Diet culture conceptualizes many different ideas. Diet culture can, all at once, conflate size and health, put morality onto food (i.e., “good and bad foods”), create and perpetuate thin privilege, maintain fatphobic rhetoric, and make rules for those to follow rigidly regarding food and movement (Chastain, 2019). Diet culture can appear in multiple forms such as anti-fat propaganda, sizeist prejudice, and idealization of thin bodies (Polivy & Herman, 2002). Diet culture and positive attitudes toward dieting, including the dissemination of information about thinness, fad diets, and diet products, are pervasive in cultures worldwide (Yang, 2014). Dieting beliefs have progressed in mainstream society so that an average individual might not view diets as disordered eating or a precursor to a full-blown eating disorder, despite research stating that not only can diets lead to eating orders, but that diets are, at most, only 5% effective (Derenne & Beresin, 2006). Prior research has shown the majority of medical professionals (59%), felt as though they were not equipped to recognize an eating disorder (Linville, Brown & Oneil, 2012). It can then be theorized that the normalcy of dieting might lessen the ability to recognize disordered eating by medical professionals or that medical professionals are not properly informed about eating disorder causes. If medical professionals are not knowledgeable about the topic in question, it might be thought that laymen would have even less knowledge, as is being examined in this study.

            It is then the purpose of this study to investigate the level of eating disorder knowledge and the beliefs of dieting held by willing survey participants. With the present research providing information about the effect of diet culture, or a positive attitude toward dieting, on the possible development of eating disorders, there exists a logical argument in the idea that knowing more about eating disorders, including possible causes like diet culture, would result in more negative views of dieting. Thus, the hypothesis in the present study states that the more that an individual knows about the details of eating disorders, the more negative dieting beliefs that individual will hold, since knowing that dieting can be a causal factor in eating disorders could logically lead an individual to show negative attitudes to such a factor that causes the most deadly mental disorder in the United States.



This project and its contents were approved by Kristin Kirchner and Melanie Palomares of the University of South Carolina, and all researchers involved had completed CITI’s Human Subjects Research training. All subjects completed informed consent. Data was anonymous and had no identifying details provided by the participants. Sensitive information was not gathered, and protected populations were not surveyed. The original root of this data was to fulfill requirements for a psychological research methods class (PSYC228) at the University of South Carolina, Columbia.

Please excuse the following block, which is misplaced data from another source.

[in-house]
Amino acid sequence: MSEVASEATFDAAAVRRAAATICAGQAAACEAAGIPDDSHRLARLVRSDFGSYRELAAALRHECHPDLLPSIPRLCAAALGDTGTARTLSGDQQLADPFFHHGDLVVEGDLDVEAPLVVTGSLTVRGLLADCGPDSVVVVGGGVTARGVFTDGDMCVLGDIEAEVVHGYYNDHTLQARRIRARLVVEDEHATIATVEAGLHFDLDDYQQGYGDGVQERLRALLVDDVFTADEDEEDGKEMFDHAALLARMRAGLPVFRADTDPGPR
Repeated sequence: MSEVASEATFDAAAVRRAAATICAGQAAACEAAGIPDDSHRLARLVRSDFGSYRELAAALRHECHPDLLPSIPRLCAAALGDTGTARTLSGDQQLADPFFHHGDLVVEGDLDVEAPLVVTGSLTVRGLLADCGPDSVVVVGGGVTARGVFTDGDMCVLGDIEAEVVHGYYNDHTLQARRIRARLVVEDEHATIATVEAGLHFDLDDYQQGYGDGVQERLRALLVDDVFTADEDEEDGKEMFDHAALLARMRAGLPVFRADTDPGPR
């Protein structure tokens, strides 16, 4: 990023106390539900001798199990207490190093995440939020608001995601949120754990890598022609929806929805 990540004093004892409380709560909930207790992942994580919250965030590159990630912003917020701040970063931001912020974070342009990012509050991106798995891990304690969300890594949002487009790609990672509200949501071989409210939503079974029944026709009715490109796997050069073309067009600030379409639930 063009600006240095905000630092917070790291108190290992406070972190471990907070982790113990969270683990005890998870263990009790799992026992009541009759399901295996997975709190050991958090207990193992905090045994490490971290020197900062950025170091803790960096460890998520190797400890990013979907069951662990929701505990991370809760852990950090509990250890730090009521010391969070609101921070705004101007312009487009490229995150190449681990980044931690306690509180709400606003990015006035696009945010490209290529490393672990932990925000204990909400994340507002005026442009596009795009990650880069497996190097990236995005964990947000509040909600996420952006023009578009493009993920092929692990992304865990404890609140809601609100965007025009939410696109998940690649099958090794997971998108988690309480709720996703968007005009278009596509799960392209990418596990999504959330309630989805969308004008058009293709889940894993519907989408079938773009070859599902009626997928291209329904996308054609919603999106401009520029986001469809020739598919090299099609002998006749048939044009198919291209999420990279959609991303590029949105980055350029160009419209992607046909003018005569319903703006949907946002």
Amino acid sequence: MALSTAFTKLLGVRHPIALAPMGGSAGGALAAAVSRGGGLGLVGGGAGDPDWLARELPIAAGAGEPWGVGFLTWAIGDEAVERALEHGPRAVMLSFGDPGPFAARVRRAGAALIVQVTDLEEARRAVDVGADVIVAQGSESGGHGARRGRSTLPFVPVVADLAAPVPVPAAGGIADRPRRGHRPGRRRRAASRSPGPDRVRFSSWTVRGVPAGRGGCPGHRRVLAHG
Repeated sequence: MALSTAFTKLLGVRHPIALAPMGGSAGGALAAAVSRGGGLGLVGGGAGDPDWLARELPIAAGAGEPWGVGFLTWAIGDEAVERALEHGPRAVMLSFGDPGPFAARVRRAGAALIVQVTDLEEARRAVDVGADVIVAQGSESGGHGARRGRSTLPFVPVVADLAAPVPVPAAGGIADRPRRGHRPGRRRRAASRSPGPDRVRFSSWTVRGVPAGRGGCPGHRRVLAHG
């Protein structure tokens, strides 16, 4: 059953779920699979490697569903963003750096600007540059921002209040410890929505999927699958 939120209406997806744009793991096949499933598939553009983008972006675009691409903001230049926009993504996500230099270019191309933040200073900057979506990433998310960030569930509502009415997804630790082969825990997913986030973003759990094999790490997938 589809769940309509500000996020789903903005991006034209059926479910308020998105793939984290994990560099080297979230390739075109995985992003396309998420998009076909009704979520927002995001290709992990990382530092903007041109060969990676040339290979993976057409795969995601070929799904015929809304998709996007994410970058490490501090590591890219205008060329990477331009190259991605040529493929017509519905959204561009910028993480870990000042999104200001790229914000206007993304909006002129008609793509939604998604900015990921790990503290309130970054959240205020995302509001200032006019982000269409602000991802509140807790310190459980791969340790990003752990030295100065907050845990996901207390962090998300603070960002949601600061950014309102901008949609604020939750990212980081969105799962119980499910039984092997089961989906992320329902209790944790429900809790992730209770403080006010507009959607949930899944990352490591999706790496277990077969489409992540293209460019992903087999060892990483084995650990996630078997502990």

Participants were recruited via social media (including Instagram, Groupme, Facebook, and Twitter) as well as word of mouth or text message conversations. The present study initially recruited 103 participants. Participants were sorted into age groups based upon what generation they were a part of: “Gen Z” (18-24 years old), “Gen Y/Millennial” (25-40), “Gen X” (41-56), or “Baby Boomer” (56+). Participant information can be found in Table 1. Age groups were determined based off of the proposed hypothesis that different generations would have different levels of knowledge about eating disorders. Nine of these participants were later excluded from data analysis due to incompletion of the survey, bringing the total participants analyzed to 94. Each participant digitally agreed to the informed consent statement in the beginning of the survey. Participants were not given any incentives for completing the survey.


            The main apparatus in this study was a Google Forms survey, accessible by phone or computer. The survey comprised of two different existing psychological tests and additional questions added by the researchers to enhance possible responses for better interpretation of results. There was a total of 50 questions. The survey was split into three sections: demographic questions, dieting beliefs questions, and eating disorder knowledge questions. Demographic questions asked about age, biological sex, class level, race, current happiness level, and days per week of exercising more than one hour. The second section, regarding questions of dieting beliefs, included the use of the Dieting Beliefs Scale (Stotland & Zuroff, 1990) and researcher-made questions. All questions in this section are scaled on a Likert scale of either 1-5 or 1-7. The higher the score on these questions, the more positive the dieting attitudes. The third section, regarding questions of eating disorder knowledge, used the Eating Disorder-Specific Knowledge Questionnaire (Girz, Lafrance Robinson & Tessier, 2014) along with researcher-made questions. The questions in this subsection are all true or false questions which were scored by correctness. The more correct answers reflect a higher level of knowledge about eating disorders. The survey can be found in Appendix A.